Abstract: The primary off flavors in dried whey proteins have been attributed to lipid oxidation products. A deeper understanding of lipid oxidation in fluid whey is crucial to understand how to minimize off flavors in dried whey protein. The objectives of this study were to further elucidate the role of storage and starter cultures as sources of lipid oxidation in whey. Fluid Cheddar, Mozzarella, and rennet-set wheys were manufactured from skim and whole milk. Liquid wheys and milks were evaluated by descriptive sensory and volatile instrumental analysis within 2 h of manufacture and following storage for 3 d at 4 °C. Culture type greatly influenced the oxidative stability of liquid whey, with Cheddar and Mozzarella whey differing not only in sensory profile, but also in volatile compounds. The type of starter culture (Mozzarella compared with Cheddar) had more influence on flavor than the set type (acid compared with culture). Milks had lower relative abundances of volatile free fatty acids than their liquid whey counterparts. Volatile lipid oxidation products in wheys were higher than in their respective milks, but oxidation in both milks and wheys increased with storage time. Wheys from Cheddar starters displayed more oxidation products than wheys from Mozzarella starters. Starter media did not have an effect on the flavor or oxidative stability of liquid whey, however, culture strain influenced lipid oxidation of fluid whey.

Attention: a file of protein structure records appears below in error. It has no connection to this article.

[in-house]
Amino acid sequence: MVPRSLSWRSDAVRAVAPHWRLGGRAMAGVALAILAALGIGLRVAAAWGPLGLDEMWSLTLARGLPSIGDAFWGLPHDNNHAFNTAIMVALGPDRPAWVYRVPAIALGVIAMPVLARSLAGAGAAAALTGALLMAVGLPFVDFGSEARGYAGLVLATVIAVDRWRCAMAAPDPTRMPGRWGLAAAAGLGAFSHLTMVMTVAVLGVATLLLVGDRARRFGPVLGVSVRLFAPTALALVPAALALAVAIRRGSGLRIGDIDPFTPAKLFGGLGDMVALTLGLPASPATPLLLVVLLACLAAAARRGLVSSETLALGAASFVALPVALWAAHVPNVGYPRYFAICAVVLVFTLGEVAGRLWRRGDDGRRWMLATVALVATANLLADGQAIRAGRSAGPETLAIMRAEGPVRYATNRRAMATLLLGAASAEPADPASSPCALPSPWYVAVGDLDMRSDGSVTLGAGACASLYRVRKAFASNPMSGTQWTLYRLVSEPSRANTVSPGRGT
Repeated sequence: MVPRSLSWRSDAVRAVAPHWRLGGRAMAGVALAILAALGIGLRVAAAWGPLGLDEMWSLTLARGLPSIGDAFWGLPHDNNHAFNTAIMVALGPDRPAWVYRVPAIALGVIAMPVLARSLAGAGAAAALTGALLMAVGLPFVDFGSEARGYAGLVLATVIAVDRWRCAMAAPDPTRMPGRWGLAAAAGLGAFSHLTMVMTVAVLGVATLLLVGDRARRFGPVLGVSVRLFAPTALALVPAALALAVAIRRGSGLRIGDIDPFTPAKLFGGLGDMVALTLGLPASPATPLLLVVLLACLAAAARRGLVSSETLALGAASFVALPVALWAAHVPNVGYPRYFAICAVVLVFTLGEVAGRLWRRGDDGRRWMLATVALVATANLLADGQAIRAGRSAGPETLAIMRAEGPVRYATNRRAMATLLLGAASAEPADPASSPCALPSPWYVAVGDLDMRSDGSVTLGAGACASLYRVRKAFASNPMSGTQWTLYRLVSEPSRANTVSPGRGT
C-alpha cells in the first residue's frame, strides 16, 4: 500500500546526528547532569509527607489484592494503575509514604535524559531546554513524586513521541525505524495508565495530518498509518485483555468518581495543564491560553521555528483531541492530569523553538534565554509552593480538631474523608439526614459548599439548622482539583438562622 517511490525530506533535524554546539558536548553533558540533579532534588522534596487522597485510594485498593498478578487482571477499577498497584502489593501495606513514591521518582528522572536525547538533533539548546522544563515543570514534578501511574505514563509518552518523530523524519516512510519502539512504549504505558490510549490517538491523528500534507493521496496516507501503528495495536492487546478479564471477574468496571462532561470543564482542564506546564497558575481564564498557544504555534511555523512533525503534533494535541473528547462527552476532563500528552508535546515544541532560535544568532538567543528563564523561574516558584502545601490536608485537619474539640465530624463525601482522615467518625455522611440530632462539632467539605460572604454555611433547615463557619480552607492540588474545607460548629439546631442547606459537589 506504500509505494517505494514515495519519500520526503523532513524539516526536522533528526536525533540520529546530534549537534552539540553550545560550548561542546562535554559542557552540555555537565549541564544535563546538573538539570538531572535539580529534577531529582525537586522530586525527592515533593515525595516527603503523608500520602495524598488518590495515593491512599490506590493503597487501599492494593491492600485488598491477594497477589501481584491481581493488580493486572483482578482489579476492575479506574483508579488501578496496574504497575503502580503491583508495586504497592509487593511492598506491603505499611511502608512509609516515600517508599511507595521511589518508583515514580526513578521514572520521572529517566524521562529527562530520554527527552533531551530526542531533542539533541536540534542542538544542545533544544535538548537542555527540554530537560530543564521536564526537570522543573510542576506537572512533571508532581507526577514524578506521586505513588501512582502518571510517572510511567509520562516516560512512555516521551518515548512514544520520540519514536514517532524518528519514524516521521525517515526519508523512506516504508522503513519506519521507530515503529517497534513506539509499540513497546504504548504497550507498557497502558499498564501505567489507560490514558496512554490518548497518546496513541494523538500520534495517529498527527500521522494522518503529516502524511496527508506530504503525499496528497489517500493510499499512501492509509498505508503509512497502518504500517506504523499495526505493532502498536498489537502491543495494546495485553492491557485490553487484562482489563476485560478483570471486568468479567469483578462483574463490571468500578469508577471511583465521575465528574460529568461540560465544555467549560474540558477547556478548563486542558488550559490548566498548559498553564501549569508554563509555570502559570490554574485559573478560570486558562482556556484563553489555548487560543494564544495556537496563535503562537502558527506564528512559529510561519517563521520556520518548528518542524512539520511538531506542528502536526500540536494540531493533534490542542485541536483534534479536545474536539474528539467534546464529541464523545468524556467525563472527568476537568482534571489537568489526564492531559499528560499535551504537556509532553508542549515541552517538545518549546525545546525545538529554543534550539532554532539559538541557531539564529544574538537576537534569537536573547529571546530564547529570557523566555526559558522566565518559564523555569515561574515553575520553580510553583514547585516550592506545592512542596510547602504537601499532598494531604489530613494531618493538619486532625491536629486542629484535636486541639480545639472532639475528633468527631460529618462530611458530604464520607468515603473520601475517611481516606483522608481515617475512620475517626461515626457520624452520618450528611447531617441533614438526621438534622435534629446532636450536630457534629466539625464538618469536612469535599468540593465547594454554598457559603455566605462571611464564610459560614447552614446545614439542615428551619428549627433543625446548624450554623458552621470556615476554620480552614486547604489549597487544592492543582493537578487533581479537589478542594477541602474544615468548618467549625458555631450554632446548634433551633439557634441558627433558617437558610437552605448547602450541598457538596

Practical Application: Lipid oxidation products are primary contributors to whey ingredient off-flavors. Flavor plays a critical and limiting role in widespread use of dried whey ingredients, and enhanced understanding of flavor and flavor formation in fluid whey are industrially relevant. Results from this study demonstrate that oxidation occurs in milk prior to cheesemaking but that starter type and starter strain influence also oxidative stability and lipid oxidation off flavors in fluid whey.